US 4955607 A
A double loop device for practicing spot pitching which simulates actual game conditions. The device may be positioned on either side of home plate, for example, for practicing inside or outside pitches within the strike zone. The upper loop of the device permits high spot pitches within the strike zone to be practiced, and the lower loop permits low spot pitches within the strike zone to be practiced. The two loops permit the pitcher to practice high and low spot pitches at will without any need to replace or adjust the device, and to mix up the pitches. The device may be formed of metal rods. The loops may be rubber coated to protect the baseballs, and may be coated by bright colored paint.
1. A baseball training device for practicing baseball pitching, said device comprising: A supporting base; a first elongated rod attached to and extending upwardly from said base; a first loop member attached to the upper end of said first elongated rod; a second elongated rod attached to and extending upwardly from said first loop member in axial alignment with said first elongated rod; and a second loop member attached to the upper end of said second elongated rod and facing in the same direction as said first loop member; said first elongated rod having a predetermined length so as to place said first loop at the lower end of a regulating baseball strike zone, and said second elongated rod having a predetermined length so as to place said second loop member at the upper end of said regulation baseball strike zone.
2. The baseball training device defined in claim 1, in which said loop members are coated with a resillient material.
3. The baseball training device defined in claim 1, in which said loop members are coated with a colored paint material.
4. The baseball training device defined in claim 1, in which said supporting base includes a plurality of spikes extending downwardly therefore to be driven into the ground.
Training devices for improving the throwing accuracy of a baseball are known to the art. Such training devices are shown and described, for example, in U.S. Pat. Nos. 3,039,770; 1,393,408; 3,680,862; 2,647,747; 3,633,909; 3,341,197 and 3,312,467. However, such training devices utilize a single loop, and their use is somewhat impaired insofar as practicing spot pitching of a baseball is concerned.
A double loop device is provided for practicing spot pitching in the game of baseball. The device may be positioned on either side of home plate, for example, for practicing inside or outside pitches within the strike zone. The upper loop permits high spot pitches within the strike zone to be practiced, and the lower loop permits low spot pitches within the strike zone to be practiced. The two loops permit the pitcher to practice high and low pitches at will, and to mix his pitches.
FIG. 1 shows a device constructed in accordance with the invention positioned adjacent to a home plate and in front of a training net; and
FIG. 2 shows the device of FIG. 1 retracted out of the ground to show the configuration of its supporting base.
The spot pitching training device of the invention is designated 10 in FIGS. 1 and 2. The device is shown supported in the ground in FIG. 1 adjacent to a home plate 12. The device is positioned in front of a training net 14 which serves to catch the baseballs thrown through the device.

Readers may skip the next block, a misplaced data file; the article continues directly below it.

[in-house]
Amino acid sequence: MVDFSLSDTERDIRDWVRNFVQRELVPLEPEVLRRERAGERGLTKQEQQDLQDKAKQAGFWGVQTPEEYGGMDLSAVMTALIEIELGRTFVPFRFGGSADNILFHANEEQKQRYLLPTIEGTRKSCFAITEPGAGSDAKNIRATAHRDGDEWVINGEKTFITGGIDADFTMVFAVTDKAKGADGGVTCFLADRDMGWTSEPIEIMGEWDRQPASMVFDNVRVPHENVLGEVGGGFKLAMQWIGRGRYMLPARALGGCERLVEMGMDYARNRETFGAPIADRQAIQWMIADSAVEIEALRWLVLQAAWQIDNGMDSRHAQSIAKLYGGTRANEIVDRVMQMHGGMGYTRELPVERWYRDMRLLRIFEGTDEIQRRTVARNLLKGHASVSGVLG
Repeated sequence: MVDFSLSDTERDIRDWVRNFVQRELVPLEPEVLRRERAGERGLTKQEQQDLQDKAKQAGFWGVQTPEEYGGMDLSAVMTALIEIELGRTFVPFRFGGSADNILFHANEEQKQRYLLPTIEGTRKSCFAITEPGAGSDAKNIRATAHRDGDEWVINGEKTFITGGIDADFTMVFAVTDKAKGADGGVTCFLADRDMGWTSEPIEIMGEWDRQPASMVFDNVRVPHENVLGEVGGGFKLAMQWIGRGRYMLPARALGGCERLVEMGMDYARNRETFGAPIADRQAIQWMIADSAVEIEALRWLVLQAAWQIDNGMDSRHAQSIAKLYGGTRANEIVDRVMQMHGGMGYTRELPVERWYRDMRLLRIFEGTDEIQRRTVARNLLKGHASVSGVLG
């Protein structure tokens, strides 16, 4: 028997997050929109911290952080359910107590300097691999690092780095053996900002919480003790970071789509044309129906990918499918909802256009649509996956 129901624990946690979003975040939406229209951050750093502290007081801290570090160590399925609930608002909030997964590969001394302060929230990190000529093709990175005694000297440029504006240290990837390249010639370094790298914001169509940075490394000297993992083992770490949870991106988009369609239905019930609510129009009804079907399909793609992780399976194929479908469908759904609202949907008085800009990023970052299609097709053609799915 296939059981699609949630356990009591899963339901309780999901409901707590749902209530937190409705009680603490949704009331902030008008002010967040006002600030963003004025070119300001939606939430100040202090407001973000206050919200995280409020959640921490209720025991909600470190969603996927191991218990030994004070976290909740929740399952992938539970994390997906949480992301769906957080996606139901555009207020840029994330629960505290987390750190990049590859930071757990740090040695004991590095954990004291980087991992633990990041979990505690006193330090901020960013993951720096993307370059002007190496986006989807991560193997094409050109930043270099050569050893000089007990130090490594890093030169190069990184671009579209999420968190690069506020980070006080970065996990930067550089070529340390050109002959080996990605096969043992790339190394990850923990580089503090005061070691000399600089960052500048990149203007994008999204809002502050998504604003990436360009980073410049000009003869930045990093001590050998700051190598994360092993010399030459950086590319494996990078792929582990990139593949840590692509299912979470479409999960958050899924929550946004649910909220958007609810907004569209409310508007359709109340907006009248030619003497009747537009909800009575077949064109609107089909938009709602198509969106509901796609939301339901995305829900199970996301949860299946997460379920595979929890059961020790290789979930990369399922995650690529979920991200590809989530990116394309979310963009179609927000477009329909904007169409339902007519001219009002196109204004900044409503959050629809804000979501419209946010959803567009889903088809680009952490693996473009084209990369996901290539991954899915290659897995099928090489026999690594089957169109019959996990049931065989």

Although the device is shown in FIG. 1 as mounted on the right side of the home plate 12, it may also be mounted on the left side, so that the pitcher may practice inside pitches and outside pitches.
A feature of the device of the invention is the provision of a pair of loops in the device designated 16 and 18. The lower loop 18 is supported on an upright elongated mounting member 20 which extends upwardly from a supporting base shown generally as 22. A second elongated supporting member 24 is attached to the lower loop, and serves to support the lower loop 18, and serves to support the upper loop 16.
The length of the mounting members 20 and 24 is selected so that when the device is in position, as shown in FIG. 1, the loops 16 and 18 are positioned within the strike zone, but at the upper end and lower end respectively of the strike zone. As mentioned above, the provision of the two loops permits the pitcher to mix his pitches and to practice pitching to the upper end of the strike zone and the lower end of the strike zone at will. As also mentioned, the device may be shifted from one side of home plate to the other, so that the pitcher may practice inside and outside pitches, while still in the strike zone.
As shown in FIG. 2, the supporting base 22 includes a number of elongated members 22a, 22b, 22c, 22d and 22e which extend downwardly, and which have pointed ends. These members permit the device to be supported in the ground, merely by pushing the elongated members of the supporting base 22 down into the ground. In this manner, the device may be easily placed beside the plate 12, on either side of the plate, and remove when not in use.
The supporting members 24, as well as the loop members 16 and 18, may all be formed of appropriate rod-like material. It is desirable to coat the loop members 16 and 18 with a rubber-like material, so as to protect the baseballs. Also, it may be desirable to coat the loop member 16 and 18 with a brightly colored coating for aesthetic purposes, and also to make the loops more visible to the pitcher.
It will be appreciated that while a particular embodiment of the invention has been shown and described, modifications may be made. It is intended in the claims to cover all modifications which come within the true spirit and scope of the invention.